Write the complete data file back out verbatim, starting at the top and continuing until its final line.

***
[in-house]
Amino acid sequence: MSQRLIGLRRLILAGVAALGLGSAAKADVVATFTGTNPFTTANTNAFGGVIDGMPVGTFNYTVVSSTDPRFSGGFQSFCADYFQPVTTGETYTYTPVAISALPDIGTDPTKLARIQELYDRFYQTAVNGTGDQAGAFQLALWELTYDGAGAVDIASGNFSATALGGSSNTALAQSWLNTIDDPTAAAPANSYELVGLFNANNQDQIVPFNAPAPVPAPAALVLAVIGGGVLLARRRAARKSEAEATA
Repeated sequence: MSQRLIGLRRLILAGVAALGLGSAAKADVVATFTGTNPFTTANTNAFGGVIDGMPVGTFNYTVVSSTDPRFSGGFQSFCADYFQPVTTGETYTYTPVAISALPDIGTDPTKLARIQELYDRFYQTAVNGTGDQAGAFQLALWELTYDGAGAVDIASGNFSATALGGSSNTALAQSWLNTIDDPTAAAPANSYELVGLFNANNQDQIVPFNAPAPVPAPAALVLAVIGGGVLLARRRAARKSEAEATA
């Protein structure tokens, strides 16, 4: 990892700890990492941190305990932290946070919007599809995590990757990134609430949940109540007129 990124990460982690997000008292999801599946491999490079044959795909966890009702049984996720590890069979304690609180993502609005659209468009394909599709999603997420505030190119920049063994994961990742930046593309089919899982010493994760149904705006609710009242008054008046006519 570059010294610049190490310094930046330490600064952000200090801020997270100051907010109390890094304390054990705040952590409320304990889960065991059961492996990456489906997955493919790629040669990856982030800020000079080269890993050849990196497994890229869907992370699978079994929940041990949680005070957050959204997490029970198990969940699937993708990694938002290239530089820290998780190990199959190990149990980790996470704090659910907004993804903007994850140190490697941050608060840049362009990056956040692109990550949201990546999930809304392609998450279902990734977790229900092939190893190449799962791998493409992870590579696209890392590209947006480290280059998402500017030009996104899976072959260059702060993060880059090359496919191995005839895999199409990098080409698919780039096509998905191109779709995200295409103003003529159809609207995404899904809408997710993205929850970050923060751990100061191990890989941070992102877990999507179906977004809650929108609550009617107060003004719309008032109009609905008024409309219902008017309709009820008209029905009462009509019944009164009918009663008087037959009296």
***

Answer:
[in-house]
Amino acid sequence: MSQRLIGLRRLILAGVAALGLGSAAKADVVATFTGTNPFTTANTNAFGGVIDGMPVGTFNYTVVSSTDPRFSGGFQSFCADYFQPVTTGETYTYTPVAISALPDIGTDPTKLARIQELYDRFYQTAVNGTGDQAGAFQLALWELTYDGAGAVDIASGNFSATALGGSSNTALAQSWLNTIDDPTAAAPANSYELVGLFNANNQDQIVPFNAPAPVPAPAALVLAVIGGGVLLARRRAARKSEAEATA
Repeated sequence: MSQRLIGLRRLILAGVAALGLGSAAKADVVATFTGTNPFTTANTNAFGGVIDGMPVGTFNYTVVSSTDPRFSGGFQSFCADYFQPVTTGETYTYTPVAISALPDIGTDPTKLARIQELYDRFYQTAVNGTGDQAGAFQLALWELTYDGAGAVDIASGNFSATALGGSSNTALAQSWLNTIDDPTAAAPANSYELVGLFNANNQDQIVPFNAPAPVPAPAALVLAVIGGGVLLARRRAARKSEAEATA
């Protein structure tokens, strides 16, 4: 990892700890990492941190305990932290946070919007599809995590990757990134609430949940109540007129 990124990460982690997000008292999801599946491999490079044959795909966890009702049984996720590890069979304690609180993502609005659209468009394909599709999603997420505030190119920049063994994961990742930046593309089919899982010493994760149904705006609710009242008054008046006519 570059010294610049190490310094930046330490600064952000200090801020997270100051907010109390890094304390054990705040952590409320304990889960065991059961492996990456489906997955493919790629040669990856982030800020000079080269890993050849990196497994890229869907992370699978079994929940041990949680005070957050959204997490029970198990969940699937993708990694938002290239530089820290998780190990199959190990149990980790996470704090659910907004993804903007994850140190490697941050608060840049362009990056956040692109990550949201990546999930809304392609998450279902990734977790229900092939190893190449799962791998493409992870590579696209890392590209947006480290280059998402500017030009996104899976072959260059702060993060880059090359496919191995005839895999199409990098080409698919780039096509998905191109779709995200295409103003003529159809609207995404899904809408997710993205929850970050923060751990100061191990890989941070992102877990999507179906977004809650929108609550009617107060003004719309008032109009609905008024409309219902008017309709009820008209029905009462009509019944009164009918009663008087037959009296």